This is a question that cities around the world are trying to answer, as the 2030 Agenda for Sustainable Development advances disability-inclusive development – and makes a strong case for more sector-specific programming that is inclusive of persons with disabilities and leaves no one behind.
[Read: World Bank Group Commitments on Disability-Inclusive Development]
According to NYC Mayor’s Office for People with Disabilities, in the “Big Apple,” 79% of persons with disabilities are not part of the labor force, in comparison to 4.1% of people without disabilities; and 34% of persons with disabilities live at or below the poverty level.
To improve disability inclusion, New York City Mayor’s Office for People with Disabilities is working hard to encounter attitudinal and environmental barriers that hinder effective participation of persons with disabilities in society.
How? Through Accessible NYC – a thorough plan that aims to improve the quality of life for New Yorkers with disabilities in the areas of transportation, housing, health, education, access to the city, financial empowerment, and employment.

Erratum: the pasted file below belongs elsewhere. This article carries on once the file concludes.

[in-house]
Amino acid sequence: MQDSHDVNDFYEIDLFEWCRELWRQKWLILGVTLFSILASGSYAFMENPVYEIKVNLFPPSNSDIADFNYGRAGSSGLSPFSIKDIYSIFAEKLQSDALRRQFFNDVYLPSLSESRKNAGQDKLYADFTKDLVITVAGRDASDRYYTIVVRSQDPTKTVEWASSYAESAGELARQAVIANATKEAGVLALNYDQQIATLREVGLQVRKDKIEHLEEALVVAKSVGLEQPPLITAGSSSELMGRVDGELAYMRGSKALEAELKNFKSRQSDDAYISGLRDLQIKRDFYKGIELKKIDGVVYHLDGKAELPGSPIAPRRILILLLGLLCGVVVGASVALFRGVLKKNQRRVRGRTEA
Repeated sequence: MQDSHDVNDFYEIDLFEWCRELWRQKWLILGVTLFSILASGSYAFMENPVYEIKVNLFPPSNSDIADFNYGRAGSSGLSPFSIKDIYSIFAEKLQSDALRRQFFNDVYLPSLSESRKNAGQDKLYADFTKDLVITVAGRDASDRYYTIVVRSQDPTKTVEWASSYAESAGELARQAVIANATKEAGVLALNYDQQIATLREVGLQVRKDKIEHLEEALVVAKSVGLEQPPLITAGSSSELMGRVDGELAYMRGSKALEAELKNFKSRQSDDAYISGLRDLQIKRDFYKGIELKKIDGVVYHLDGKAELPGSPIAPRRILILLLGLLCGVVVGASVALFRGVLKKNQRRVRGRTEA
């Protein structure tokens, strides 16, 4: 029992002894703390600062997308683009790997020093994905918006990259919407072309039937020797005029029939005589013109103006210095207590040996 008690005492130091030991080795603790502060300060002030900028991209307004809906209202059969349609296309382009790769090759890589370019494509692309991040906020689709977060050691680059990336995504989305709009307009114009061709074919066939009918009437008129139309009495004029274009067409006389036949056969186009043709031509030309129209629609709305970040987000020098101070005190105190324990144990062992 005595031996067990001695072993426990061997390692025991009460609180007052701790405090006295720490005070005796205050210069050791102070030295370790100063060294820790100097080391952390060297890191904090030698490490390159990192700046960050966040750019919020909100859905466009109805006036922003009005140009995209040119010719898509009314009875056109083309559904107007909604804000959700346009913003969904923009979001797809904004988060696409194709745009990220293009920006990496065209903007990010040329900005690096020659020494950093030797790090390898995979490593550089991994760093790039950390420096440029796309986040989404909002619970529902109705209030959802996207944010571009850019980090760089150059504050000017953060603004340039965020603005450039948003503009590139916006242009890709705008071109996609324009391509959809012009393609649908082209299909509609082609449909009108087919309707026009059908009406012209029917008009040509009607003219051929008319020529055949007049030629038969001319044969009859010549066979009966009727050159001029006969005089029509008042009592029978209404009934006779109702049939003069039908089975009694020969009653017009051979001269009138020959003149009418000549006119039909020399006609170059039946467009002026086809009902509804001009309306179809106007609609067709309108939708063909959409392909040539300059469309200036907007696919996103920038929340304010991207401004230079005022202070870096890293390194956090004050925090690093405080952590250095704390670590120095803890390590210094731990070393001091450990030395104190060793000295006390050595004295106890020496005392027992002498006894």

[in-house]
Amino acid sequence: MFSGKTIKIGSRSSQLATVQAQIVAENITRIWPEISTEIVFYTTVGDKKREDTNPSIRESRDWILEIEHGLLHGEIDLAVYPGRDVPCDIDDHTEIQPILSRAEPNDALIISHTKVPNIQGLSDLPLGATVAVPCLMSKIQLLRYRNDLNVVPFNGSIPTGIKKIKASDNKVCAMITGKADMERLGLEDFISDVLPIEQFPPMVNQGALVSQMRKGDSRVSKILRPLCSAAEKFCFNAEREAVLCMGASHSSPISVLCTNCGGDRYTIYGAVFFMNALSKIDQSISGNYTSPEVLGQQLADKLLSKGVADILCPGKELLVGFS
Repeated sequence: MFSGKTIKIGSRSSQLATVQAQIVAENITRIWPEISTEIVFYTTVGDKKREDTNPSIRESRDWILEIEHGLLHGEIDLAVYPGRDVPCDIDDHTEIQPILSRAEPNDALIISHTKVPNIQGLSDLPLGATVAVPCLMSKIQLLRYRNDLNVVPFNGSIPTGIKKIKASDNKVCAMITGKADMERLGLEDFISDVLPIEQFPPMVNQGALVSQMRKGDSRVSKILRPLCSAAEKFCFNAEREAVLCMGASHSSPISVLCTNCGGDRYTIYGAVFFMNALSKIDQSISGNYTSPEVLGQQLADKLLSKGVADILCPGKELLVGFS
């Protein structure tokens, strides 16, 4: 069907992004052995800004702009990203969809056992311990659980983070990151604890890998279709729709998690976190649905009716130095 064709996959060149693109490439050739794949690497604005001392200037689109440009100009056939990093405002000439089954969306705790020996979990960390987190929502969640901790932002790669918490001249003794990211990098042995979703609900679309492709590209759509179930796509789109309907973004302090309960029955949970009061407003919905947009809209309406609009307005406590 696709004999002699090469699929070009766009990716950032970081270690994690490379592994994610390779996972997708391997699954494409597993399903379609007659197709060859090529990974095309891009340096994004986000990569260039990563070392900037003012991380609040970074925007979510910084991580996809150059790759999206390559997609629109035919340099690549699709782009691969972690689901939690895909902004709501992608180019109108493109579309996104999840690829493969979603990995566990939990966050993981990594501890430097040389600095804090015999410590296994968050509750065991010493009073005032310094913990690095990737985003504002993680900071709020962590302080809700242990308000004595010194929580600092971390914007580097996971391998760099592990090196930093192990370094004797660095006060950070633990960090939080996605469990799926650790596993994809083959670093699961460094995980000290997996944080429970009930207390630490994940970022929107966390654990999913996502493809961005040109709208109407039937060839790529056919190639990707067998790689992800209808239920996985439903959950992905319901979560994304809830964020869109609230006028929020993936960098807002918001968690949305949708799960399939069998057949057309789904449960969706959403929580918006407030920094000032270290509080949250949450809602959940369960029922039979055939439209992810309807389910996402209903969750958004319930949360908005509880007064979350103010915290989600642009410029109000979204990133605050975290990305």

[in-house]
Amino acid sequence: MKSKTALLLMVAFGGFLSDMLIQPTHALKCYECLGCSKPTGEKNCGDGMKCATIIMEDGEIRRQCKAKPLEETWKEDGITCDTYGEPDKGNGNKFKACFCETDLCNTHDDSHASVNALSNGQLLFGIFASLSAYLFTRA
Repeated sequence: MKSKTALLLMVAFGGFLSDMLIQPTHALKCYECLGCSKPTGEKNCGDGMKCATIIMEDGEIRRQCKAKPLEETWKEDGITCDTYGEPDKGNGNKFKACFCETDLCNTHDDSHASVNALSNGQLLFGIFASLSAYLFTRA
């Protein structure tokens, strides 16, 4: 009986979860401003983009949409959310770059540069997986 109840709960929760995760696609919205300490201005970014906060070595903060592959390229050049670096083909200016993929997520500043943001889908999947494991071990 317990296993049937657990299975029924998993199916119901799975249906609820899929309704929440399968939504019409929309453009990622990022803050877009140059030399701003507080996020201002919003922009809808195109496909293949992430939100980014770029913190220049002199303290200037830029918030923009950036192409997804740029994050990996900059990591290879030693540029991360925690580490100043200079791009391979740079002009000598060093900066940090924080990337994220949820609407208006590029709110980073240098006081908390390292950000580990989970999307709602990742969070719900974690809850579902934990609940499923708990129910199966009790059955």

For the past two years, the Accessible NYC annual report has highlighted the lives of approximately one million New Yorkers with disabilities to break through the barriers, the stigma, and the exclusion of this community – reinforcing its commitment of making New York City the most accessible city in the world. Watch the video to learn more.
[Download report: Disability inclusion and accountability framework]
As the world urbanizes rapidly, cities need to be designed in a way that facilitates access for persons with disabilities to buildings and services, and increases their opportunities for economic participation and activity.
- Video blog: How should we design disability-inclusive cities?
- Video blog: Disability inclusion - ensuring equal access to urban opportunities for all
- Topic Brief: Disability Inclusion
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